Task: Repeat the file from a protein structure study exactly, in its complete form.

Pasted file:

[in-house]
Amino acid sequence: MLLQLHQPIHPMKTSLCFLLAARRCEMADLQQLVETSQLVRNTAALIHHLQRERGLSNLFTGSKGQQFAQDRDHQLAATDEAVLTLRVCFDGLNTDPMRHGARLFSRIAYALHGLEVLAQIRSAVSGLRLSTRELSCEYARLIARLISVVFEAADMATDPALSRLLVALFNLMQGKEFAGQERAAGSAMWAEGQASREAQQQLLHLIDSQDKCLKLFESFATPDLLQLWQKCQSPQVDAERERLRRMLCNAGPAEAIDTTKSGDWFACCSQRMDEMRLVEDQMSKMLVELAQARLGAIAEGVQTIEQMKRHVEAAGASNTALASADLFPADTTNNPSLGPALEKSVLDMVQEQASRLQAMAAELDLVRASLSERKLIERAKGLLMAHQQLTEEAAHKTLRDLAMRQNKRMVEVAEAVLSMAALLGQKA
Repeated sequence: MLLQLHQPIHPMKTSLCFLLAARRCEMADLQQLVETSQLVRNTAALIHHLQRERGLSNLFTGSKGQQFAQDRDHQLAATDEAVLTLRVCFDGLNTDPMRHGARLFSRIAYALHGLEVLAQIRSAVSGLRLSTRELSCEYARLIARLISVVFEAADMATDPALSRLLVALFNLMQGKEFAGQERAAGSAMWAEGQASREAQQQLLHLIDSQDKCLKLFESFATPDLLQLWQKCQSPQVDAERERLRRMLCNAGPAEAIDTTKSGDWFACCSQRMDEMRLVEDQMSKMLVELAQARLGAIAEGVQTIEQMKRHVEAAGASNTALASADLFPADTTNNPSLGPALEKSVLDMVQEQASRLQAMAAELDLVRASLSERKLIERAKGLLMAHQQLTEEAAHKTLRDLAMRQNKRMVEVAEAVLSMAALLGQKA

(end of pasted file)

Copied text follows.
[in-house]
Amino acid sequence: MLLQLHQPIHPMKTSLCFLLAARRCEMADLQQLVETSQLVRNTAALIHHLQRERGLSNLFTGSKGQQFAQDRDHQLAATDEAVLTLRVCFDGLNTDPMRHGARLFSRIAYALHGLEVLAQIRSAVSGLRLSTRELSCEYARLIARLISVVFEAADMATDPALSRLLVALFNLMQGKEFAGQERAAGSAMWAEGQASREAQQQLLHLIDSQDKCLKLFESFATPDLLQLWQKCQSPQVDAERERLRRMLCNAGPAEAIDTTKSGDWFACCSQRMDEMRLVEDQMSKMLVELAQARLGAIAEGVQTIEQMKRHVEAAGASNTALASADLFPADTTNNPSLGPALEKSVLDMVQEQASRLQAMAAELDLVRASLSERKLIERAKGLLMAHQQLTEEAAHKTLRDLAMRQNKRMVEVAEAVLSMAALLGQKA
Repeated sequence: MLLQLHQPIHPMKTSLCFLLAARRCEMADLQQLVETSQLVRNTAALIHHLQRERGLSNLFTGSKGQQFAQDRDHQLAATDEAVLTLRVCFDGLNTDPMRHGARLFSRIAYALHGLEVLAQIRSAVSGLRLSTRELSCEYARLIARLISVVFEAADMATDPALSRLLVALFNLMQGKEFAGQERAAGSAMWAEGQASREAQQQLLHLIDSQDKCLKLFESFATPDLLQLWQKCQSPQVDAERERLRRMLCNAGPAEAIDTTKSGDWFACCSQRMDEMRLVEDQMSKMLVELAQARLGAIAEGVQTIEQMKRHVEAAGASNTALASADLFPADTTNNPSLGPALEKSVLDMVQEQASRLQAMAAELDLVRASLSERKLIERAKGLLMAHQQLTEEAAHKTLRDLAMRQNKRMVEVAEAVLSMAALLGQKA